LA Schools Rebuked For Scheduling Fiasco
A California state judge has ordered quick, dramatic action to fix a crisis at several Los Angeles high schools where administrative ineptitude has kept students out of the classes they need to graduate.
Superior Court judge George Hernandez Jr. ruled Wednesday that thousands of California high schoolers are suffering “severe and pervasive educational deprivations” after school scheduling software went haywire and kept students out of classes they needed to graduate while assigning them useless study halls or having them repeat classes they had already passed.
A lawsuit filed by the ACLU, Public Counsel, and several other groups had filed a lawsuit detailing colossal organizational failures at nine California high schools.
At Jefferson High School in Los Angeles, which was the centerpiece of the lawsuit, hundreds of students were assigned to study halls, “adult” classes that had no instructors, or even “home” periods in which they were told to leave the school.
Other students were crammed into hopelessly overcrowded classes which lacked sufficient desks for every student.
One of the named plaintiffs, Jason Magana, said he was forced to retake a graphic design class he had already passed while being kept out of an economics course that he needed to pass in order to graduate.
Some students told local news sources that a few of their classmates had grown so frustrated they simply stopped coming to school.
Despite knowing the severity of the problem, school officials took no large-scale action to fix it for two months.
Hernandez’s ruling found that the dereliction of duty was so severe that it violated California’s constitutional guarantee that all students have access to equal educational opportunities. He also ruled that the problem was so pressing that the California Department of Education must immediately collaborate with the Los Angeles Unified School District (LAUSD) to create a plan of action.
He gave the state only until Tuesday to craft its plan. Officials must immediately identify every students who has been given too many empty class periods or who has been kept out of required courses, and provide them with extra instructional resources to help them catch up with the weeks of instructional time they have missed. If LAUSD lacks the funds needed to make this happen, then the state must immediately supply them with more, he wrote.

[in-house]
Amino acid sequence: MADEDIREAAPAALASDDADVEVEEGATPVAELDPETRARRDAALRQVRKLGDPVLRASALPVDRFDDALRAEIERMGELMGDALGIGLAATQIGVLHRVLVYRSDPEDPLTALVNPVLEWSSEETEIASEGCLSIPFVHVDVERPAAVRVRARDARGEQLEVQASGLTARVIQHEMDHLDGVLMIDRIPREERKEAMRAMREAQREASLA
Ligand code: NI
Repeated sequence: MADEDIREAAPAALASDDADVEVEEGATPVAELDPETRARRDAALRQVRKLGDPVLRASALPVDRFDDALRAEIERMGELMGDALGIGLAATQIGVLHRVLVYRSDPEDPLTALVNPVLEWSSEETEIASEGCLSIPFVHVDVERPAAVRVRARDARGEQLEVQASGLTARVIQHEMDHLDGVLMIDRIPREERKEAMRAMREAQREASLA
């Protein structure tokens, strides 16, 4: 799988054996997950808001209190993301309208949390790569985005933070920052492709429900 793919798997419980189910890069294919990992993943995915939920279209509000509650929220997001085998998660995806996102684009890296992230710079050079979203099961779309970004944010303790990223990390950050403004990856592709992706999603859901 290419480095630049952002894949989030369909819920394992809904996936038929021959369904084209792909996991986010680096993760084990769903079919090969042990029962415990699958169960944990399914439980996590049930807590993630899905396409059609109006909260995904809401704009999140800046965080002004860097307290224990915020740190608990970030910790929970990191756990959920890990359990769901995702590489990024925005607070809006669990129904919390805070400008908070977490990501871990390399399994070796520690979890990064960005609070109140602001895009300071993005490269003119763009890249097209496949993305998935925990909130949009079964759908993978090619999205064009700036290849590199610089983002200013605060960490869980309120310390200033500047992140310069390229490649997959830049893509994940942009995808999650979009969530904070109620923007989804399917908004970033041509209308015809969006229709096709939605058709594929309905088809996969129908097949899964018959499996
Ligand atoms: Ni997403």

California state superintendent Tom Torlakson had tried to argue that scheduling issues were exclusively the domain of local school districts, and not the state. In a case of such gross negligence, Hernandez wrote, that explanation doesn’t fly.
The ACLU has argued that the troubles at Jefferson, where over 90 percent of students are Hispanic, show a systematic inattention to the educational needs of minority and low-income students in the state.
The ruling is egg on the face of LAUSD Superintendent John Deasy, whose contract is up this month for renewal by the district’s school board, with widespread speculation he may be fired. While Deasy released a statement supporting the lawsuit, critics have asked why the practices were allowed to proliferate at schools under Deasy’s control when he claimed to be aware of the problem.
“I find it hard to fathom that our superintendent would know of these issues and need a court order to fix them,” school board member Monica Ratliff told the Los Angeles Times.
Deasy has countered that he was prevented from fixing the problem by LAUSD’s bureaucracy, and said he hopes a court order will compel changes to be made.
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